In Plato, Gorgias, Socrates makes the claim that, “it follows that the good in some form should be the goal of pleasant activities, rather than pleasure being the goal of good activities.” Initially, I found this passage confusing and I had to closely analyze this statement in a more inclusive way a couple of times. However, after I reflected on this text, I realized what Socrates was trying to claim to Callicles.

In this passage, Socrates makes the assertion that the goal of a pleasant activity to someone should only be respected or followed by the good. This idea should be the case instead of rather having pleasure being the main goal of good activities. The good should be the reason for doing anything, in which all activities aim at the good. The form of good should not be directed at anything else, but the only goal of someone’s activity.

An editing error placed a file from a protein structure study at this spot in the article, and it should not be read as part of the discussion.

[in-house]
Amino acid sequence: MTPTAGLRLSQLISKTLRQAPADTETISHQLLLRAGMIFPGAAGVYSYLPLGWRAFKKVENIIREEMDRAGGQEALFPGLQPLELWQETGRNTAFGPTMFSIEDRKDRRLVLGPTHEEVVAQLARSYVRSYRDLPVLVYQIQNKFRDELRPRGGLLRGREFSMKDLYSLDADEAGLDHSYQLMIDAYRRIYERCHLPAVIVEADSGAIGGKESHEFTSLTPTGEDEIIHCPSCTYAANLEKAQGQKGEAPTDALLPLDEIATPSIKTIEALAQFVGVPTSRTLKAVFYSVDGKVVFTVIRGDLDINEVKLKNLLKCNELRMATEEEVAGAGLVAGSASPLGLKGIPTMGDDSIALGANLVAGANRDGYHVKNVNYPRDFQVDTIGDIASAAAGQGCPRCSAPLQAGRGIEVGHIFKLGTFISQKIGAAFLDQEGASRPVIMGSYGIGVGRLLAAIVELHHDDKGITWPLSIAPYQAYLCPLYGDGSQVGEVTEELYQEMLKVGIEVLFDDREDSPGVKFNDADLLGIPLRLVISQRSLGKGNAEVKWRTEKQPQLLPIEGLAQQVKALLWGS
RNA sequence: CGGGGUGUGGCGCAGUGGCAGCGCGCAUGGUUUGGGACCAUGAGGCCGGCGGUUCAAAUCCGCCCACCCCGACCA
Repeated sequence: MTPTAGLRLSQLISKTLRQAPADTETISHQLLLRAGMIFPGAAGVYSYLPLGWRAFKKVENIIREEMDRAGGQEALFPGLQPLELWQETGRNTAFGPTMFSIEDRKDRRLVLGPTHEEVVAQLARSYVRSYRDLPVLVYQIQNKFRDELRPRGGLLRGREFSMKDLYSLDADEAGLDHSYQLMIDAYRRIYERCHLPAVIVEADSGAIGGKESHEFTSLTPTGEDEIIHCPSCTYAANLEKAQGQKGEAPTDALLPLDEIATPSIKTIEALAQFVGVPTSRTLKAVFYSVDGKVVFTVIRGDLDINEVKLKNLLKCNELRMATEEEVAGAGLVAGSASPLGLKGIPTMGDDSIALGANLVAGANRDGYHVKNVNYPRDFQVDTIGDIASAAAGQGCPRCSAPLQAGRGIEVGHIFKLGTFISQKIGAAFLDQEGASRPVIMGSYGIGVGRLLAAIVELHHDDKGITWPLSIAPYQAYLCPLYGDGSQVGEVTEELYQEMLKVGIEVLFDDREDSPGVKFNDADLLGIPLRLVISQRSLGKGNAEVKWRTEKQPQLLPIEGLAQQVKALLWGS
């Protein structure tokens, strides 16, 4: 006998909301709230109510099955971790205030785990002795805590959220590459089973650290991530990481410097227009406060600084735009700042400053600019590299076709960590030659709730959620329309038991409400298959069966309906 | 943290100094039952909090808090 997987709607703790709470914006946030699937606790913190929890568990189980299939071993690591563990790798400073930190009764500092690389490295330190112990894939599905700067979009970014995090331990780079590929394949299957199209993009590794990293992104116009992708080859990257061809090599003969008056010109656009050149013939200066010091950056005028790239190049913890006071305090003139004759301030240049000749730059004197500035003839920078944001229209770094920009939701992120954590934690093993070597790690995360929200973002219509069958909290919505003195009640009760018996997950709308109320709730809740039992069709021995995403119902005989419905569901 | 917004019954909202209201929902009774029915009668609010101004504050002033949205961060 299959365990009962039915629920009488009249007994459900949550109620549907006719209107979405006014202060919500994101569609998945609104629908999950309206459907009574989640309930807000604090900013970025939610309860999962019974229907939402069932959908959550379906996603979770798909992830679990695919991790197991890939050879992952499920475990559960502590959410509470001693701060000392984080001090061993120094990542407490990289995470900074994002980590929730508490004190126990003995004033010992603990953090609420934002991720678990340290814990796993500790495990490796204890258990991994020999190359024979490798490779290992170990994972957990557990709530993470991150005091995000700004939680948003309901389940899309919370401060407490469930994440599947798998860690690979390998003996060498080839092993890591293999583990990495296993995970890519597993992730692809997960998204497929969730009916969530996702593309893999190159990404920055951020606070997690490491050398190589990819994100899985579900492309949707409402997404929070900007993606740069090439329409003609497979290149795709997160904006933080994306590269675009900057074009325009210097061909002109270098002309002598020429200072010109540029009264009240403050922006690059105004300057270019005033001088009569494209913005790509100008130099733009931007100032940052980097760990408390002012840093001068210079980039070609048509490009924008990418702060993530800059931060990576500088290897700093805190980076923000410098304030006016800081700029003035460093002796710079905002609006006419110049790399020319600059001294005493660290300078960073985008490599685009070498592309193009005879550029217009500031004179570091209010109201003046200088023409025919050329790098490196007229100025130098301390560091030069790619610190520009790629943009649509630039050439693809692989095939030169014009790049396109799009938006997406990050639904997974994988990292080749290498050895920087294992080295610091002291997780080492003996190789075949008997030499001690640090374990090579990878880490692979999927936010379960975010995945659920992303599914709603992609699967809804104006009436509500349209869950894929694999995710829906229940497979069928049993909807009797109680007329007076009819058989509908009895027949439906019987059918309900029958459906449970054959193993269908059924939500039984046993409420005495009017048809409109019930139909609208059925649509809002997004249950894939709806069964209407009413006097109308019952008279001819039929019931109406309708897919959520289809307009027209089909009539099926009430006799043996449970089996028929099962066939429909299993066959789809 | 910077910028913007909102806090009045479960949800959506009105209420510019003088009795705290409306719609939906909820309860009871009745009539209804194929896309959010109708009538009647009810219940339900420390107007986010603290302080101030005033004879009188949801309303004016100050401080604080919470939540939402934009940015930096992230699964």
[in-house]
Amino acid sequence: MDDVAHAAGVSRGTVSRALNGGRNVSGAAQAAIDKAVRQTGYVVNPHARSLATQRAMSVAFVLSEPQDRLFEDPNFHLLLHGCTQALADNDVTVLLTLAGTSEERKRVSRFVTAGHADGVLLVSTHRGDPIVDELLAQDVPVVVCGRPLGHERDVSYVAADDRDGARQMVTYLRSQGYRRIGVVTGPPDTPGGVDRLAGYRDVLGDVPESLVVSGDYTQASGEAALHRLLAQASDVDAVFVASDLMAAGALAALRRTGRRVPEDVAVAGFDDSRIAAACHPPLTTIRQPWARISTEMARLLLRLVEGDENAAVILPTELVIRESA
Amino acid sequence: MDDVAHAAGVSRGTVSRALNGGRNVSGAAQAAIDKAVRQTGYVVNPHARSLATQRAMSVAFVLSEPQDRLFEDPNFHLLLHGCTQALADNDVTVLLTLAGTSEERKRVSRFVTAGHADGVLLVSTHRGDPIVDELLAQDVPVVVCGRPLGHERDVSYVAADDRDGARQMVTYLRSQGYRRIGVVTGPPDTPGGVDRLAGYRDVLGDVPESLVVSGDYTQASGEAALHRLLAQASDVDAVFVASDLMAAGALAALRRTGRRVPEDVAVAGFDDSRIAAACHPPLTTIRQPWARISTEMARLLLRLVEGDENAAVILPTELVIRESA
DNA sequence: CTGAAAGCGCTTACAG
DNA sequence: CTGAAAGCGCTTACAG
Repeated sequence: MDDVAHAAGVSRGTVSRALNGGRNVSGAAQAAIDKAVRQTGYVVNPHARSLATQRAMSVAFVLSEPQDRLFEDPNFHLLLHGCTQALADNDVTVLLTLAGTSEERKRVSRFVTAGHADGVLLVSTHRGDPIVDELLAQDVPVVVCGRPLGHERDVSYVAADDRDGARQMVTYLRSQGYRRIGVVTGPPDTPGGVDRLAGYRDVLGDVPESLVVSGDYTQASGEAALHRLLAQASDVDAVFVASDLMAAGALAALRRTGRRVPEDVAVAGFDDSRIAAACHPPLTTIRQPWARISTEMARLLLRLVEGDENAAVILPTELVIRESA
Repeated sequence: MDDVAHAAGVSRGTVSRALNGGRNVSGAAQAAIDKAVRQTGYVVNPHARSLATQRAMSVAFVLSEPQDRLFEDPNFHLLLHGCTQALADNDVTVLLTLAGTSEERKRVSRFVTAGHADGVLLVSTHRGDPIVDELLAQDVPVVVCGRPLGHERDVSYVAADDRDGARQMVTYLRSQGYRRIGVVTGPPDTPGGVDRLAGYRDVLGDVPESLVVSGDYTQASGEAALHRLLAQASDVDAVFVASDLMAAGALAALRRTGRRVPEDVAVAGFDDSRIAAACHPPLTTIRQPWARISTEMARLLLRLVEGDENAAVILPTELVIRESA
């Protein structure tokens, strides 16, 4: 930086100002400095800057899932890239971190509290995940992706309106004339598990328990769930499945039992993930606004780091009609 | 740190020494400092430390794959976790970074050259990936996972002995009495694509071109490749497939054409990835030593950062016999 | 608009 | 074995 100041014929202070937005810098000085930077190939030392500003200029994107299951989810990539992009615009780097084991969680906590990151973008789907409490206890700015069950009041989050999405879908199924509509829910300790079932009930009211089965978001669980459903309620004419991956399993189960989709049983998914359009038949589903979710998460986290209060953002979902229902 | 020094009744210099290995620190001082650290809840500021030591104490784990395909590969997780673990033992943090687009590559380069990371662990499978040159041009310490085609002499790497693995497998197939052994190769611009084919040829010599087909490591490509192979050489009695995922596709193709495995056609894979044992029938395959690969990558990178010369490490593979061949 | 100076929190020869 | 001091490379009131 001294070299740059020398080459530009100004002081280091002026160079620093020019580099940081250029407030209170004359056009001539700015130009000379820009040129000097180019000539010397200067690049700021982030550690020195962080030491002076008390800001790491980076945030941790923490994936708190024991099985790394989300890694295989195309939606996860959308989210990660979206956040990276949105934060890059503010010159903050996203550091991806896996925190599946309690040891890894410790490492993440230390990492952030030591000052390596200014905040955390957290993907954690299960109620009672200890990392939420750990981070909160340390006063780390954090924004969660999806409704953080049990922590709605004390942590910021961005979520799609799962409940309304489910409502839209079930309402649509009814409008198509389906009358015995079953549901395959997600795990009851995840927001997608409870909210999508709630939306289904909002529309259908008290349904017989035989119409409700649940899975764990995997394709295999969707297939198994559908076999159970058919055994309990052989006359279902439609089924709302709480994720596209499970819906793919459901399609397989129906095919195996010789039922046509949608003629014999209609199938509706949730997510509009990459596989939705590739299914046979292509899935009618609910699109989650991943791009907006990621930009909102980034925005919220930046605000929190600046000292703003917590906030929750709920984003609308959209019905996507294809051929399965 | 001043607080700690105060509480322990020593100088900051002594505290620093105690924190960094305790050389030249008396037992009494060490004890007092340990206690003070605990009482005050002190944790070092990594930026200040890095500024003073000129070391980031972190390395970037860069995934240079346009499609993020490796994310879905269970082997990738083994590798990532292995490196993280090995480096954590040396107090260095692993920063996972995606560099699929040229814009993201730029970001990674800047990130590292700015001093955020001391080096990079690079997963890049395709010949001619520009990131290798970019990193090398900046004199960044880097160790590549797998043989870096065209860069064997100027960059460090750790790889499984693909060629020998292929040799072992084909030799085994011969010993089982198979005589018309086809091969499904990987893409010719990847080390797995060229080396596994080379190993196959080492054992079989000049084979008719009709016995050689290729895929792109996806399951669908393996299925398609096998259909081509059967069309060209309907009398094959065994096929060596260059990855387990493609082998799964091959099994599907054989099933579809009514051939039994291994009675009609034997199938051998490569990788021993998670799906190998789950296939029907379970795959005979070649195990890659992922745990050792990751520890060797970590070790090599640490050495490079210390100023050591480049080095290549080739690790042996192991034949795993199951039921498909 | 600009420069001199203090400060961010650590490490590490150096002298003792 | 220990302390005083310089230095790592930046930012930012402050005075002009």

This passage caught my attention because it included the idea of having the form of good be the goal for a specific pleasant activity, instead of having pleasure being the goal of activities. “It follows that the good in some form should be the goal of pleasant activities, rather than pleasure being the goal of good activities.” Overall, I agree with Socrates claim and I see the reason why he makes this specific claim.

 

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